--Mystery author Charlotte MacLeod in "Murder, She Writes," Interview with Peter Gorner of the Chicago Tribune, 11 February 1988
His attack was lightning fast. Whitey seized [Debbie Davis] by the throat with his hands and began to shake her like a rag doll. Debbie, gasping for breath, was dying....Whitey was still not done with the ghastliness. He handed Stevie a pair of pliers and and instructed him to yank the teeth from the lifeless Debbie Davis to hamper authorities from ever being able to identify her through dental records....Whitey and Stevie wrapped Debbie in plastic, then dragged her body upstairs and out into the late afternoon light. They threw the bundle into the trunk of a car and drove off. Later in the evening they headed to what would become known as the Bulger burial ground--a stretch of marshland along the Neponset River, beneath a bridge connecting Boston's Dorchester neighborhood to the city of Quincy.
--Dick Lehr and Gerard O'Neill, Whitey: The Life of America's Most Notorious Mob Boss (2013)
|Charlotte MacLeod (1922-2005)|
she of the white gloves and hats
and impeccable grammar
How surprising it is, then, that in real life Charlotte MacLeod had a close family connection to the notorious Boston mobster James Joseph "Whitey" Bulger (1929-2018), leader in the Seventies and Eighties of the Winter Hill Gang, a confederation of Boston area organized crime figures of mostly Irish and Italian descent.
Whitey Bulger's funeral was held in South Boston just three days ago. The 89-year-old Bulger, a one-time mob informant serving consecutive life sentences for the murders of 11 people he committed while informing to the FBI (and that was only part of his suspected death toll), was savagely beaten to death in prison two weeks ago. His features after the attack were said to have been so battered as to be unrecognizable. It was a violent end to a violent life.
Just how far removed Whitey Bulger's real life crimes (not to mention his horrible demise) were from those found in the comfy pages of cozy mysteries this line about Whitey from his New York Times obituary indicates:
[H]e shot men between the eyes, stabbed rivals in the heart with ice picks, strangled women who might betray him and buried victims in secret graveyards after yanking their teeth to thwart identification.
|Felon in fedora: Whitey Bulger at|
the start of his life in crime in 1953
William Bulger resigned from the latter position only under pressure from then Governor Mitt Romney and others, after the media spotlight focused on his relationship, about which he was not altogether forthcoming, with his brother Whitey, who was then a fugitive from federal justice. So perhaps the Charlotte MacLeod-Whitey Bulger connection is not so incongruous after all!
First some family background on Charlotte MacLeod, as it's essential to this story.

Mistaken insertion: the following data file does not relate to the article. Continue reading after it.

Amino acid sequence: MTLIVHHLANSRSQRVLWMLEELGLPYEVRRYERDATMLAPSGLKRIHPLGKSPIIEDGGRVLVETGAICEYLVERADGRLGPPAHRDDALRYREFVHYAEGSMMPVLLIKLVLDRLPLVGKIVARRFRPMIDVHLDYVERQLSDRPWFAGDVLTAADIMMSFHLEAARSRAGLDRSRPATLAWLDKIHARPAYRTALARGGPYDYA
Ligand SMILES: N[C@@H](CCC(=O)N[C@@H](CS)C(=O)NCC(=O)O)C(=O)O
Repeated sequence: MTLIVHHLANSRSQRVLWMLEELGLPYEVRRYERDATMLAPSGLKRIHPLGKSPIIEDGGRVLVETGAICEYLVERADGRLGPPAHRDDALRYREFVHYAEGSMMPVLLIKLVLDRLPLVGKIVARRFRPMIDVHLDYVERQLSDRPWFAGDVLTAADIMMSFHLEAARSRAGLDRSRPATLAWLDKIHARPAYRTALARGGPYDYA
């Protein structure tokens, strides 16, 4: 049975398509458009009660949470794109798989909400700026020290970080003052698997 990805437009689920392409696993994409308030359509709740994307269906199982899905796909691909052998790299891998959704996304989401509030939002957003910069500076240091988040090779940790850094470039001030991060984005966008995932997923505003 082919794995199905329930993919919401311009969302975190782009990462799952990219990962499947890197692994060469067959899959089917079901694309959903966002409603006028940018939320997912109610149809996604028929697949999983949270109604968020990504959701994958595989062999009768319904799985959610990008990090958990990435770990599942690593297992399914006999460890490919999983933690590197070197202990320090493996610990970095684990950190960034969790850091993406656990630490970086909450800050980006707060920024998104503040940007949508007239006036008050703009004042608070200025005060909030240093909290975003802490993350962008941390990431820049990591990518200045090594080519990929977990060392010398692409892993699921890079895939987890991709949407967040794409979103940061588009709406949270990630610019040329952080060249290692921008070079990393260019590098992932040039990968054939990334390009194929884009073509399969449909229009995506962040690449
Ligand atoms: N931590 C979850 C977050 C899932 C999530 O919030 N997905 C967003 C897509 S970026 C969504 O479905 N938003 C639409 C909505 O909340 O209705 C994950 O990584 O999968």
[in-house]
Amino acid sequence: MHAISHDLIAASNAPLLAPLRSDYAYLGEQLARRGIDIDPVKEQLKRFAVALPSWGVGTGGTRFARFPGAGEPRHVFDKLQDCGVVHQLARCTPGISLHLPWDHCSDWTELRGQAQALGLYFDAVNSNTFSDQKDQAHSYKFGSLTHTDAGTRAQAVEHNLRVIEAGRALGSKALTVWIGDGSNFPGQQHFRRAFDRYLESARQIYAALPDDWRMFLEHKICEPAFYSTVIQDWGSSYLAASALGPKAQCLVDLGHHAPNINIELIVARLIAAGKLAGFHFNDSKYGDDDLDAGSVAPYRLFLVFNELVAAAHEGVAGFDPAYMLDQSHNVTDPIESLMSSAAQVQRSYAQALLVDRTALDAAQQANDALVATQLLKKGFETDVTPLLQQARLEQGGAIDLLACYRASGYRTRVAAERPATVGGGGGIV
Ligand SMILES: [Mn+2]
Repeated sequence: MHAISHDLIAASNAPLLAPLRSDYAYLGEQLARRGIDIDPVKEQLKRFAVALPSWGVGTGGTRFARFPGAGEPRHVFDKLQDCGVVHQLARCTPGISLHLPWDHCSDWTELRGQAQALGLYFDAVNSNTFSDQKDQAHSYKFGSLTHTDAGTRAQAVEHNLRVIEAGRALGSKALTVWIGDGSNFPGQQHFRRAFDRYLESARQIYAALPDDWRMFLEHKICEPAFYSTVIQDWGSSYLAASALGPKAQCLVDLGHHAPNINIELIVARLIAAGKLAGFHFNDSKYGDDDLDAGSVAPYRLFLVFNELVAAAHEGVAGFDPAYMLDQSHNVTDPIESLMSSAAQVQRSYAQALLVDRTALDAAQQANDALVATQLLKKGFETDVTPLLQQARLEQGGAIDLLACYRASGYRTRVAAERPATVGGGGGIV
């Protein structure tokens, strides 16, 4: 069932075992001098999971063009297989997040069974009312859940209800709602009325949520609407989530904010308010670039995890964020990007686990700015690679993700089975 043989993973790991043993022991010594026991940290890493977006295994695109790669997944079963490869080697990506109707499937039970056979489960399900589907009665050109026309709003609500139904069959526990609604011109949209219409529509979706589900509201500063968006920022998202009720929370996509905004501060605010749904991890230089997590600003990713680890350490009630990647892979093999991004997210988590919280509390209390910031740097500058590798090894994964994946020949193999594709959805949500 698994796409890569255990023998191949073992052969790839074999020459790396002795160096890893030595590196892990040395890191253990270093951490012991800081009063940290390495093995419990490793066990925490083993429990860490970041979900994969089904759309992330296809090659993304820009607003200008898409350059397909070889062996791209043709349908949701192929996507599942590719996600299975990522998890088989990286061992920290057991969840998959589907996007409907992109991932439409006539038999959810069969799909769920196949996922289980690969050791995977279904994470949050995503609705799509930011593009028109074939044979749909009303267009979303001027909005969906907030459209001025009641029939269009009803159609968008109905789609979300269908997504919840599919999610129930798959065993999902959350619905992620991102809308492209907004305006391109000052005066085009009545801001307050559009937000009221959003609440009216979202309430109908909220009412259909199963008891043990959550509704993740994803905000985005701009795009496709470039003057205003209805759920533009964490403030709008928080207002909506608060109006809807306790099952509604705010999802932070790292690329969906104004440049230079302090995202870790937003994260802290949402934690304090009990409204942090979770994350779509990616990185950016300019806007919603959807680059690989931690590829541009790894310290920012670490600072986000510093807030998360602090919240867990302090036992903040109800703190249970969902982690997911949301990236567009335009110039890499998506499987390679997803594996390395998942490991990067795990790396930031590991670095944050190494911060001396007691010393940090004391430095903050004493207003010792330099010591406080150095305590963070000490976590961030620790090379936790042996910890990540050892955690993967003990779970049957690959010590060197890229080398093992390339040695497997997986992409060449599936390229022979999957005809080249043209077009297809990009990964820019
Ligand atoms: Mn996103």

I. QUEEN OF THE COZIES
|Baptist church at|
St. Stephen, New Brunswick
where Charlotte McLeod's father
Edward Phillips MacLeod, grew up
Also moving to the Boston vicinity at about the same time was Edward's sister Marion Cecilia Mackay (1889-1982), wife of John Mackay, a former Halifax, Nova Scotia accountant who in Boston worked as a librarian/archivist for the Boston Herald newspaper. Marion Mackay likely was the 91-year-old aunt to whom Charlotte MacLeod affectionately dedicated A Pint of Murder (1980), which is set in New Brunswick and is the first of her Alisa Craig mystery novels.
|Brotherhood Bible Class, St. Stephen Baptist Church, 1916|
Possibly Charlotte MacLeod's father Edward, then 19, was a member
Among the children of John and Marion Mackay was daughter Ailsa, ten years her cousin Charlotte's senior and a business school graduate and stenographer. I wonder whether Ailsa Mackay had any connection to the creation of Charlotte's mystery pseudonym Alisa Craig, said to have been drawn from "Ailsa Craig," a spectacular island--actually the plug of an extinct volcano--off the coast of Scotland. Certainly the MacLeods were a very Scottish family, like so many others in New Brunswick.
|the house on Gilmore Street|
*(It has since been sold and nicely refurbished and is now estimated to be worth around $330,000; see pics here.)
There is a kitchen, 9x12, dining room, 9x10, living room, 11x11, master bedroom, 12x13, second bedroom, 7x11 and bonus room, 5x7, plus a single bathroom, a nice enclosed front porch, a basement laundry, a detached single car garage and a storage shed.
In the 1930s Charlotte and her slightly younger sister, Helen, presumably would have shared the larger upstairs bedroom, while Walter would have occupied the smaller upstairs "bonus room." Baby sister Alexandria didn't come along until 1937, when Charlotte was fifteen and soon to leave the family nest for college.
|the house in Jamaica Plain|
The Mackays lived about a dozen miles away from their MacLeod kinfolk, in a pretty white Italianate house built in 1860 in Jamaica Plain, a neighborhood in west Boston. Besides Ailsa, the children in the Mackay family included Donald Alexander Mackay (1914-2005), a graduate of the Massachusetts College of Art and Design and an accomplished artist and illustrator in the second half of the 20th century. Also living with the Mackay family in 1940 was Charlotte's widowed grandmother, Matilda Lenora (Hughes) MacLeod, daughter of Canadian Baptists Edward Phillips Hughes, a native Welsh house carpenter and Charlotte Cecilia Yerxa, daughter of a native Dutch farmer. So Charlotte's family was an admixture of Scottish-English-Welsh-Dutch nationalities, but seemingly in religious persuasion 100% Baptist.